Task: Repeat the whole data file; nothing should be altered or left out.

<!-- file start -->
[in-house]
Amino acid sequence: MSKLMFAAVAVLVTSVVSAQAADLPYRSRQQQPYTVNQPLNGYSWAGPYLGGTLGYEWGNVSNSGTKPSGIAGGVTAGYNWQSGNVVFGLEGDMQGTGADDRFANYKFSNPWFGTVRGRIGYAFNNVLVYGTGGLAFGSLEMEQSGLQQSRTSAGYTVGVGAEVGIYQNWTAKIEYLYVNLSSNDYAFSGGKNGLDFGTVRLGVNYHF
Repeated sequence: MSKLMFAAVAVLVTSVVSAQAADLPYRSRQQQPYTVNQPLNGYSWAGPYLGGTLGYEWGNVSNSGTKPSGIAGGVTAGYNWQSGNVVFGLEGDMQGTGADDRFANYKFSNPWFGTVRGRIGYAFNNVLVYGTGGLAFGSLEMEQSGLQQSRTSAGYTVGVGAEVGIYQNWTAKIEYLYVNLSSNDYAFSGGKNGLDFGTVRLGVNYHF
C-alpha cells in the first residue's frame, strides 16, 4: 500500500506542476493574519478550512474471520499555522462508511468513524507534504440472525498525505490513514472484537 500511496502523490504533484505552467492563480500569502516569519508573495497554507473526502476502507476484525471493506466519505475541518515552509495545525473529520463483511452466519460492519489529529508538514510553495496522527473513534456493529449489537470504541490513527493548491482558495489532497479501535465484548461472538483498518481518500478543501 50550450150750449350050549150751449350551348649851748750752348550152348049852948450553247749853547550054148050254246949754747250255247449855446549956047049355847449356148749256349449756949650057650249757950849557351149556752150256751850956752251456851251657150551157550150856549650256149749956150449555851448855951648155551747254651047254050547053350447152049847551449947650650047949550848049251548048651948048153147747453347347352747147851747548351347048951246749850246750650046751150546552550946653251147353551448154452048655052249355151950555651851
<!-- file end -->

[in-house]
Amino acid sequence: MSKLMFAAVAVLVTSVVSAQAADLPYRSRQQQPYTVNQPLNGYSWAGPYLGGTLGYEWGNVSNSGTKPSGIAGGVTAGYNWQSGNVVFGLEGDMQGTGADDRFANYKFSNPWFGTVRGRIGYAFNNVLVYGTGGLAFGSLEMEQSGLQQSRTSAGYTVGVGAEVGIYQNWTAKIEYLYVNLSSNDYAFSGGKNGLDFGTVRLGVNYHF
Repeated sequence: MSKLMFAAVAVLVTSVVSAQAADLPYRSRQQQPYTVNQPLNGYSWAGPYLGGTLGYEWGNVSNSGTKPSGIAGGVTAGYNWQSGNVVFGLEGDMQGTGADDRFANYKFSNPWFGTVRGRIGYAFNNVLVYGTGGLAFGSLEMEQSGLQQSRTSAGYTVGVGAEVGIYQNWTAKIEYLYVNLSSNDYAFSGGKNGLDFGTVRLGVNYHF
C-alpha cells in the first residue's frame, strides 16, 4: 500500500506542476493574519478550512474471520499555522462508511468513524507534504440472525498525505490513514472484537 500511496502523490504533484505552467492563480500569502516569519508573495497554507473526502476502507476484525471493506466519505475541518515552509495545525473529520463483511452466519460492519489529529508538514510553495496522527473513534456493529449489537470504541490513527493548491482558495489532497479501535465484548461472538483498518481518500478543501 50550450150750449350050549150751449350551348649851748750752348550152348049852948450553247749853547550054148050254246949754747250255247449855446549956047049355847449356148749256349449756949650057650249757950849557351149556752150256751850956752251456851251657150551157550150856549650256149749956150449555851448855951648155551747254651047254050547053350447152049847551449947650650047949550848049251548048651948048153147747453347347352747147851747548351347048951246749850246750650046751150546552550946653251147353551448154452048655052249355151950555651851